Employers must file Form W-2 and other wage statements by Monday, Feb. 1, 2021. This is also the date Form W-2s are due to employees.
By law, employers are required to file copies of their Form W-2, Wage and Tax Statement, and Form W-3, Transmittal of Wage and Tax Statements, with the Social Security Administration by Jan. 31. However, since Jan. 31 falls on a Sunday in 2021, the deadline is the next business day, Monday, Feb. 1, according to the IRS.
Form 1099-MISC, Miscellaneous Income and Form 1099-NEC, Nonemployee Compensation, are also due to recipients on February 1, 2021, with some exceptions. Other due dates related to Form 1099 are listed in the instructions for these forms PDF.
Timely filing Helps Prevent Fraud
Filing wage statements on time and without errors is beneficial to employers and the IRS. The employer avoids penalties, and the IRS has time to verify income taxpayers report on their tax returns, which helps prevent fraud.
E-file is the quickest, most accurate and convenient way to file these forms. The law requires certain filers who file 250 or more information returns for any calendar year to file electronically.
Employers Should Plan and Prepare Early
Good preparation now can help employers avoid problems later. For instance, employers can start by verifying or updating employee information, such as:
- Social Security numbers
- Individual Taxpayer Identification Numbers
Employers should be sure their account information is current and active with the Social Security Administration as soon as possible. Lastly, employers should order paper Form W-2s, if needed, according to the IRS.
Automatic extensions of time to file Form W-2s are not available. The IRS will only grant extensions for very specific reasons. For details, employers should read the instructions for Form 8809, Application for Extension of Time to File Information Returns.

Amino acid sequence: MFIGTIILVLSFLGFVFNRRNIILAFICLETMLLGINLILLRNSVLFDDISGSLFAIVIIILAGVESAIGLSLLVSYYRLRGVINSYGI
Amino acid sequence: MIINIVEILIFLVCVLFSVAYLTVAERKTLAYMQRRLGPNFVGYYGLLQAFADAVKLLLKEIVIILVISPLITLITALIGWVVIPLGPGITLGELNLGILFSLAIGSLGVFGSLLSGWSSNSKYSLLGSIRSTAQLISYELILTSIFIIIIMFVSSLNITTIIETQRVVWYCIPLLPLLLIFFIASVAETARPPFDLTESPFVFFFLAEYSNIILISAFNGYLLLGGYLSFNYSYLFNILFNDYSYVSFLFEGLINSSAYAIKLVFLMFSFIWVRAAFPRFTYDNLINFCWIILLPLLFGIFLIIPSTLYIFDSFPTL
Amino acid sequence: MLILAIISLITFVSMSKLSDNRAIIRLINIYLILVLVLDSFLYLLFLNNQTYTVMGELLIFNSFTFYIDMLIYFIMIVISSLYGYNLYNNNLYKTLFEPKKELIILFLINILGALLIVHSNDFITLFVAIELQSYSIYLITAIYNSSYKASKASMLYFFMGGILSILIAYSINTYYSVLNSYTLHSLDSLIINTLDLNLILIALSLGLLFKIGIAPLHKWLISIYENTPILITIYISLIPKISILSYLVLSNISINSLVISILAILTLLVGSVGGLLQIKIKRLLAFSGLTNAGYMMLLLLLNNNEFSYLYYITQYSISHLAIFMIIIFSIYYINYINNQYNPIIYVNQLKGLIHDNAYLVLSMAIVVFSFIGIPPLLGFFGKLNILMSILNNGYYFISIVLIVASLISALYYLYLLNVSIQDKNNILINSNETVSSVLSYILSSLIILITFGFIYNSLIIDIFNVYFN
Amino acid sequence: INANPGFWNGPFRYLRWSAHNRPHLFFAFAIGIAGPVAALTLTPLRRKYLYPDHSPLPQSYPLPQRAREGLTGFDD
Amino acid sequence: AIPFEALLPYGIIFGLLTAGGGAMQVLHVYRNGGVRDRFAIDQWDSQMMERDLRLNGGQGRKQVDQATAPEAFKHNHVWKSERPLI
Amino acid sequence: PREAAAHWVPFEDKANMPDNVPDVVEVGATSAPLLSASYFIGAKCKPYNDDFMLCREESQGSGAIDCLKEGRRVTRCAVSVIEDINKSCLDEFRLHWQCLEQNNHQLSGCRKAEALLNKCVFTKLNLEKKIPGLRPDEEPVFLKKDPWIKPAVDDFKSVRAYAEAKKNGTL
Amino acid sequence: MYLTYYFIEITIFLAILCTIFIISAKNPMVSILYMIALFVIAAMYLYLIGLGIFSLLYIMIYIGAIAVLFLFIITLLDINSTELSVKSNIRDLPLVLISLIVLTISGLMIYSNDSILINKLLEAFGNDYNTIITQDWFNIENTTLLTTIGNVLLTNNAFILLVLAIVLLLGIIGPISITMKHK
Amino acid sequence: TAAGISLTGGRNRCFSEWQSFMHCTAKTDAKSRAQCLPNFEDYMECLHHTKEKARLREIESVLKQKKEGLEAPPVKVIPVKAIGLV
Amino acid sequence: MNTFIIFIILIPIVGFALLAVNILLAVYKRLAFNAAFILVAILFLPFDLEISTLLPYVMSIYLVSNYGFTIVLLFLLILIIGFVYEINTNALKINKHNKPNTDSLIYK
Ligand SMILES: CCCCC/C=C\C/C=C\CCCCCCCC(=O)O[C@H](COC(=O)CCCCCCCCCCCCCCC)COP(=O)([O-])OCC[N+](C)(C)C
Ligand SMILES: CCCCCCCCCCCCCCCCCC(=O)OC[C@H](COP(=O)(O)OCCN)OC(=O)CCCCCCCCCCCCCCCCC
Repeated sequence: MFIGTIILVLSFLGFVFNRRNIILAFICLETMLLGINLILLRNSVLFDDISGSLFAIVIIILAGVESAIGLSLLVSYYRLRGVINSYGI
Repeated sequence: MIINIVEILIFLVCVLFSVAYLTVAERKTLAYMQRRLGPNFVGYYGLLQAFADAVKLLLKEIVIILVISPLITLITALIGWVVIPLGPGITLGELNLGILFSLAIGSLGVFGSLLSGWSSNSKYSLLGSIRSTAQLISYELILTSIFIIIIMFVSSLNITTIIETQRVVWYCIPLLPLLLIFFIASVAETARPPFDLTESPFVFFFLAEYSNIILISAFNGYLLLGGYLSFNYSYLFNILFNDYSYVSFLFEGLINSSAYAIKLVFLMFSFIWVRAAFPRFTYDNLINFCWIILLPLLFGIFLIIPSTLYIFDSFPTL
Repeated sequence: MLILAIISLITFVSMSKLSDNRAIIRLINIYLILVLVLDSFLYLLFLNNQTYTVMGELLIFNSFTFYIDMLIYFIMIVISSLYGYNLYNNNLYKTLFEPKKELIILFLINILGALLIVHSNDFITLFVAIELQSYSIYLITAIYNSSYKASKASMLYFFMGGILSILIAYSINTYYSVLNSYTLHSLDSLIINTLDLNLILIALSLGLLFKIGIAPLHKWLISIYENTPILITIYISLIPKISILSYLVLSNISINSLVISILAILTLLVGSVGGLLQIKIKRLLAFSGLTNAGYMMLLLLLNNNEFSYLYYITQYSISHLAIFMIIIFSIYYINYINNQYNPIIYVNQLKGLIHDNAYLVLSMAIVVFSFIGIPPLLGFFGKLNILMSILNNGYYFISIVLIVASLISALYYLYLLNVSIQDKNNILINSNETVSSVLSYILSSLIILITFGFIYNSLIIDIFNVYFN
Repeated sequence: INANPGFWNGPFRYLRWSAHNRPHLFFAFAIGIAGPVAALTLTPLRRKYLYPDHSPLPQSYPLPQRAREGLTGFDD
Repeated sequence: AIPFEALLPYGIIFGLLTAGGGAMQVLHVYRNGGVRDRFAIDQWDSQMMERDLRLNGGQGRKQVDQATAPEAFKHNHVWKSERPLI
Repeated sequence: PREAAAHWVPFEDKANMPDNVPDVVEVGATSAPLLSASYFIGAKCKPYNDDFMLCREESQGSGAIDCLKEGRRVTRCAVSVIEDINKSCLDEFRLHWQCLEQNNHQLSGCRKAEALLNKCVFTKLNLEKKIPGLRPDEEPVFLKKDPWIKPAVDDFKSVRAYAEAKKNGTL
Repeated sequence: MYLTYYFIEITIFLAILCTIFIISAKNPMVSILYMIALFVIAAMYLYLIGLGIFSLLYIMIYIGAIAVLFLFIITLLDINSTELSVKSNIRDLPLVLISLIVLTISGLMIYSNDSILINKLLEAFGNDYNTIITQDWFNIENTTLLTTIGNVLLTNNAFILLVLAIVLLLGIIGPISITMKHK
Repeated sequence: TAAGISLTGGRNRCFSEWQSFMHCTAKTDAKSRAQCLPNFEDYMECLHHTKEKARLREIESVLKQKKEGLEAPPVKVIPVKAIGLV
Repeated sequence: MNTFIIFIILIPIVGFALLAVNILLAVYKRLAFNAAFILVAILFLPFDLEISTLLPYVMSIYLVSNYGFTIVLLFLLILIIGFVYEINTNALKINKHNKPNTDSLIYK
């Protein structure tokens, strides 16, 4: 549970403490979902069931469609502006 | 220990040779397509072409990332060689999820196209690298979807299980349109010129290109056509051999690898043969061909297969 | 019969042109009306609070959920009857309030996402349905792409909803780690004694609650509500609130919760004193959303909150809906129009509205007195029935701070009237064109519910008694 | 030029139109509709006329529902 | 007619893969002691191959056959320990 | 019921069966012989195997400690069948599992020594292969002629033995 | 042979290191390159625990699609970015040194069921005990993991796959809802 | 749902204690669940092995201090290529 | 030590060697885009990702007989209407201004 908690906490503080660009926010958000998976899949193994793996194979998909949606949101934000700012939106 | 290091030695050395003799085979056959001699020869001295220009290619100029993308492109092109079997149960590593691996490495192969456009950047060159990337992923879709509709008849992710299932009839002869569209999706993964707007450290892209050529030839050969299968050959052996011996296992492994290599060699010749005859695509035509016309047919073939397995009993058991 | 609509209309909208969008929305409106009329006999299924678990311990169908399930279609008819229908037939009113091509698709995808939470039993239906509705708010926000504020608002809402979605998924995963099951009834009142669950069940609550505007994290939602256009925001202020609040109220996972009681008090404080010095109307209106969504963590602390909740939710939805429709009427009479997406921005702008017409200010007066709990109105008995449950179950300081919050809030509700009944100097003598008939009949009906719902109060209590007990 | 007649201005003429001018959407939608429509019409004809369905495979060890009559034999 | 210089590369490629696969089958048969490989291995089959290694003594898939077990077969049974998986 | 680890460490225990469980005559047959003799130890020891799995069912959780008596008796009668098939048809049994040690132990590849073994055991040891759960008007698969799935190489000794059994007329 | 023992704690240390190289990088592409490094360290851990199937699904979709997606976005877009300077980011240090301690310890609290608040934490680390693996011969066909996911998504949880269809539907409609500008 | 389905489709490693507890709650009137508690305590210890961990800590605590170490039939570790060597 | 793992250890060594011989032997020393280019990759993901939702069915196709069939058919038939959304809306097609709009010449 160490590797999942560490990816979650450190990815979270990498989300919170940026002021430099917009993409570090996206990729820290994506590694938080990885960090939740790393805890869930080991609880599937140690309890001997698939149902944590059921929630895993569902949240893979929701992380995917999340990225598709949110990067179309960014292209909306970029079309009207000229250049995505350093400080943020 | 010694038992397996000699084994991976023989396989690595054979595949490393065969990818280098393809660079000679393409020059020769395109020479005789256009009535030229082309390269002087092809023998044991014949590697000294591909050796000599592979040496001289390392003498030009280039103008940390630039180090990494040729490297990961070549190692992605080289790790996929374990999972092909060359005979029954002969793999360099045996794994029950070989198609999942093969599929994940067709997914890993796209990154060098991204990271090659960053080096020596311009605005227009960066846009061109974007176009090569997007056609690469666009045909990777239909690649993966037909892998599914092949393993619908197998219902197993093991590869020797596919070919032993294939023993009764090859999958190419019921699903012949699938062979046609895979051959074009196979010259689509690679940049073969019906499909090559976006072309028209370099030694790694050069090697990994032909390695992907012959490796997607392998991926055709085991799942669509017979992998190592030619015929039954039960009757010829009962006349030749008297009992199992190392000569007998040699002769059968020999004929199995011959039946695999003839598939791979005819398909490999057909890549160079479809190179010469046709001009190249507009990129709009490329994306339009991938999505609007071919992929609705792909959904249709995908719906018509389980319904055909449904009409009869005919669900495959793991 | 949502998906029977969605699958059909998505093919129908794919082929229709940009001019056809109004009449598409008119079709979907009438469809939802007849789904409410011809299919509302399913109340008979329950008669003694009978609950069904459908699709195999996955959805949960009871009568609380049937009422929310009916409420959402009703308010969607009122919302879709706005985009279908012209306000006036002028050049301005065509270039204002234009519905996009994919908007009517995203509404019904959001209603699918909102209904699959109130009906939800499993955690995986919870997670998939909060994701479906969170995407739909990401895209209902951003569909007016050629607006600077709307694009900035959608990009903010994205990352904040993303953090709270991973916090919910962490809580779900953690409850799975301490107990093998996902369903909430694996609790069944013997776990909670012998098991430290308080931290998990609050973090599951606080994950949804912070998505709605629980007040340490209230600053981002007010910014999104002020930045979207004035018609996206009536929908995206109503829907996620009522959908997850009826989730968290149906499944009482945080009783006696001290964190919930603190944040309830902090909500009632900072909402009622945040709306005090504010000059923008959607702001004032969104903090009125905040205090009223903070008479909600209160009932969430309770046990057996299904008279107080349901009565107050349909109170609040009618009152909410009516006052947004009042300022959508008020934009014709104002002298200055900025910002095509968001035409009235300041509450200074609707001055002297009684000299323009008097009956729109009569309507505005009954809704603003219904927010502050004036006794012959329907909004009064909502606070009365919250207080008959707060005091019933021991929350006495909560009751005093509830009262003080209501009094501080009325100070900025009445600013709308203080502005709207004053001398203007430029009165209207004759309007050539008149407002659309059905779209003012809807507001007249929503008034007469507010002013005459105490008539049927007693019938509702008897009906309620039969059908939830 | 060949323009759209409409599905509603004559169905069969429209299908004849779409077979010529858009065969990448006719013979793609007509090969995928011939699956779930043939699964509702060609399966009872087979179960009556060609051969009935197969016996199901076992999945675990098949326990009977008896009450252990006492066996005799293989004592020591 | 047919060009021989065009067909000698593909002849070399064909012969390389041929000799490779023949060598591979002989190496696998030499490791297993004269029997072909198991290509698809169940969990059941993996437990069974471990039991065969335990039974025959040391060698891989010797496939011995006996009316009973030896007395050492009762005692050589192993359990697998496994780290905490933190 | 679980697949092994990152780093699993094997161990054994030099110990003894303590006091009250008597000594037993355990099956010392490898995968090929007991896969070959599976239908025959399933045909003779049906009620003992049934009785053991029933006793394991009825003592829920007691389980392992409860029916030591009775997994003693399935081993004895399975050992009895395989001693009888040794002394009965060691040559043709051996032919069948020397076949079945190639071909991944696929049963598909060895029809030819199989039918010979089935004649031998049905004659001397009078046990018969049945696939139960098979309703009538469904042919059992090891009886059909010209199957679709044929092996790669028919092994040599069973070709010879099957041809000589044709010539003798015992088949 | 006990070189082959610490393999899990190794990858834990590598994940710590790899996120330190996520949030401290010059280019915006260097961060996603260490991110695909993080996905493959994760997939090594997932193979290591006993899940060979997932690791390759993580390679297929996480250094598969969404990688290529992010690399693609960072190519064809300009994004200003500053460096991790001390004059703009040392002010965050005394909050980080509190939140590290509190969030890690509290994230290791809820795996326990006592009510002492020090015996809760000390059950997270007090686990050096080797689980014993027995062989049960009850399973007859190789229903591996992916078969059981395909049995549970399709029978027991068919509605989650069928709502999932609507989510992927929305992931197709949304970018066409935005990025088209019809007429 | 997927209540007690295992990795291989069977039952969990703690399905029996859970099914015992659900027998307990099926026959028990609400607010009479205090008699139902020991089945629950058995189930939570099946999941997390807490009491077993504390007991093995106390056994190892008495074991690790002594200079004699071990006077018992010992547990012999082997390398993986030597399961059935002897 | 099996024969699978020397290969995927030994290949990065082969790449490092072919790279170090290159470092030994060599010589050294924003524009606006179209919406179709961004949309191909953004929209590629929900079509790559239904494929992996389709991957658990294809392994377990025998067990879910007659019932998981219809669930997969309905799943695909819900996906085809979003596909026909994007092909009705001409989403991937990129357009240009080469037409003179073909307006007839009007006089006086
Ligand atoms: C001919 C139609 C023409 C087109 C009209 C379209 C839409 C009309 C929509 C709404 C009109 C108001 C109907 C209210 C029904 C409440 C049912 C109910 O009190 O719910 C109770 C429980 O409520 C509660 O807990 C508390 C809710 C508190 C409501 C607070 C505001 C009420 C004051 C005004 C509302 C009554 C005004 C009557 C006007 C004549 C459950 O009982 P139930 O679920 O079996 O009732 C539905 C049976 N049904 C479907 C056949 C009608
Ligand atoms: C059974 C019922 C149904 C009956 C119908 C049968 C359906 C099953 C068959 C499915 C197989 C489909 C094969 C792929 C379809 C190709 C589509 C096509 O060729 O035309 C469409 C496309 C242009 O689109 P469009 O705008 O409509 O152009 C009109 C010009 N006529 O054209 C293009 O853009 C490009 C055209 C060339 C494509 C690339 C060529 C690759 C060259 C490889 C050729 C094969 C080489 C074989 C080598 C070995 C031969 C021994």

Form W-2 and W-3 instructions PDF
Every Taxpayer Has Right to Challenge IRS’s Position and Be Heard
Taxpayers have the right to challenge the IRS’s position and be heard. This is part of Taxpayer Bill of Rights, which clearly outlines the fundamental rights every taxpayer has when working with the IRS.
Taxpayers Have the Right To:
- Raise objections.
- Provide additional documentation in response to formal or proposed IRS actions.
- Expect the IRS to consider their objections timely.
- Have the IRS consider any supporting documentation promptly.
- Receive a response if the IRS does not agree with their position.
Here are Some Specific Things the Right to Challenge the IRS’s Position and Be Heard Affords Taxpayers:
- In some cases, the IRS will notify a taxpayer that their tax return has a mathematical or clerical error. If this happens, the taxpayer:
- Has 60 days to tell the IRS that they disagree.
- Should provide copies of any records that may help correct the error.
- May call the number listed on the letter or bill for assistance.
- Can expect the agency to make the necessary adjustment to their account and send a correction if the IRS upholds the taxpayer’s position.
- Here’s what will happen if the IRS does not agree with the taxpayer’s position:
- The agency will issue a notice proposing a tax adjustment. This is a letter that comes in the mail.
- This notice provides the taxpayer with a right to challenge the proposed adjustment.
- The taxpayer makes this challenge by filing a petition in U.S. Tax Court. The taxpayer must generally file the petition within 90 days of the date of the notice, or 150 days if it is addressed outside the United States.
- Taxpayers can submit documentation and raise objections during an audit. If the IRS does not agree with the taxpayer’s position, the agency issues a notice explaining why it is increasing the tax. Prior to paying the tax, the taxpayer has the right to petition the U.S. Tax Court and challenge the agency’s decision.
- In some circumstances, the IRS must provide a taxpayer with an opportunity for a hearing before an independent Office of Appeals. The agency must do this:
- Before taking enforcement action to collect a tax debt. These actions include levying the taxpayer’s bank account.Immediately after filing a notice of federal tax lien in the appropriate state filing location. If the taxpayer disagrees with the decision of the Appeals Office, they can petition the U.S. Tax Court, all this according to the IRS.
- Publication 556, Examination of Returns, Appeal Rights, and Claims for Refund
- Publication 1, Your Rights as a Taxpayer